Inbound marketing has supplanted both traditional and outbound marketing as the preferred methodology of marketers. It is more efficient; the cost of running an inbound campaign is comparatively lower but it covers more ground. It is more effective; designed properly it will create several avenues of inbound traffic to your website.
Inbound marketing is more consistent; it operates from the platform of building strong relationships with your target market. Thus, using inbound marketing is a more productive strategy in developing businesses.
But what is inbound marketing? Put simply these are marketing activities or processes that bring visitors “in” and patronize your business. The objective of an inbound marketing campaign is for your business to be found. By contrast, traditional, and outbound marketing are processes or activities that require the marketer to go “out” and find your market.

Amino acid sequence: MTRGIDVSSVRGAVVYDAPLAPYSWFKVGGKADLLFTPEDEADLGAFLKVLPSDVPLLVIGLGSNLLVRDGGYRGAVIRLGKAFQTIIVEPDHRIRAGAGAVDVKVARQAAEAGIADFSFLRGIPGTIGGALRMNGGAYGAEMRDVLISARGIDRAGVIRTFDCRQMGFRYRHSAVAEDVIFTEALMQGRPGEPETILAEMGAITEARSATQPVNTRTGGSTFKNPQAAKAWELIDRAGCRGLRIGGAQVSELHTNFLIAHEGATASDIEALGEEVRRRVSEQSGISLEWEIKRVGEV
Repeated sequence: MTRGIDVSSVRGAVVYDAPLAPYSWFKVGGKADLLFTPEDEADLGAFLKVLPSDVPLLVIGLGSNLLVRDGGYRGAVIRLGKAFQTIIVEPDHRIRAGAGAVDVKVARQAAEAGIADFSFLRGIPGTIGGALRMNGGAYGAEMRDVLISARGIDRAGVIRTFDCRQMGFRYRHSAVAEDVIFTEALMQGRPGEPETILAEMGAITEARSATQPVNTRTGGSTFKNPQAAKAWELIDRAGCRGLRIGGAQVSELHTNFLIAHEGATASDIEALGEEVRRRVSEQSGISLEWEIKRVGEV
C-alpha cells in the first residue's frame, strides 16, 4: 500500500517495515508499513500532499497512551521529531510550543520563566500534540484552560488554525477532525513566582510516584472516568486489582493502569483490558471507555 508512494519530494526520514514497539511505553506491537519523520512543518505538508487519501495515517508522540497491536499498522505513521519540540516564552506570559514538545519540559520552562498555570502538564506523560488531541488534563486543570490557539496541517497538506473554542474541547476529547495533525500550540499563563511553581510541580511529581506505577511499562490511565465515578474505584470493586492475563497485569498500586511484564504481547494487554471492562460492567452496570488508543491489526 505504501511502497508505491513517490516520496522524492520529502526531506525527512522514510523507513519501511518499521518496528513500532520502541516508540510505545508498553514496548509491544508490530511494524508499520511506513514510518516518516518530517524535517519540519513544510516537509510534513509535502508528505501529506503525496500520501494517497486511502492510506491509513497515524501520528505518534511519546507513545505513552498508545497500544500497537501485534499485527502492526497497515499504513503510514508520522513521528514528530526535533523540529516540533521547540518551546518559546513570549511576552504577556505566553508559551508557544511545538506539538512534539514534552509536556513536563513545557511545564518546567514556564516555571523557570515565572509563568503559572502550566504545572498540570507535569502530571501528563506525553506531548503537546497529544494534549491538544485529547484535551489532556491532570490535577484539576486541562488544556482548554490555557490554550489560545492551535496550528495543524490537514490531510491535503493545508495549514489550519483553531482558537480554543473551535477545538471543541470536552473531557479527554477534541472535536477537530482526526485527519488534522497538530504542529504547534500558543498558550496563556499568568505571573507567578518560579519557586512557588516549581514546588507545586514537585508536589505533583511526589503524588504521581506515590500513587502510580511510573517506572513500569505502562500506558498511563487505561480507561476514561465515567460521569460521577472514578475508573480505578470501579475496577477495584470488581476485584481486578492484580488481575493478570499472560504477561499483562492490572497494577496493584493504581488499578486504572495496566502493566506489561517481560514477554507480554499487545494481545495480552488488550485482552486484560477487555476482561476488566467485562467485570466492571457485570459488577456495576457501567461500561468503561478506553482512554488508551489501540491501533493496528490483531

The sales funnel analogy applies to inbound marketing but the process and the stages are much different. Generally, inbound marketing follows these stages:
- Attract. The initial goal of marketing is acquisition; the larger the acquired market, the wider the opening of the funnel.
Traditional marketing applies a random approach in market acquisition. An example would be the act of distributing flyers in a mall or setting up billboards along the highway. Are you sure your efforts are targeting the ideal audience?
With inbound marketing, its activities are intended to encourage the audience to discover the proponent. Content marketing is part of a comprehensive inbound marketing strategy.
The centerpiece of content marketing is blogging. Have you read a blog about a blog on a service provider that appears to have the abilities to meet your need? For sure you have as have most of us. Your next step would be to visit the service provider’s website to learn more about his business.
Thus, with inbound marketing the initial focus is to build a wider opening in the sales funnel for “strangers” to come in. From acquisition, the “strangers” transition inside the funnel to “site visitors”.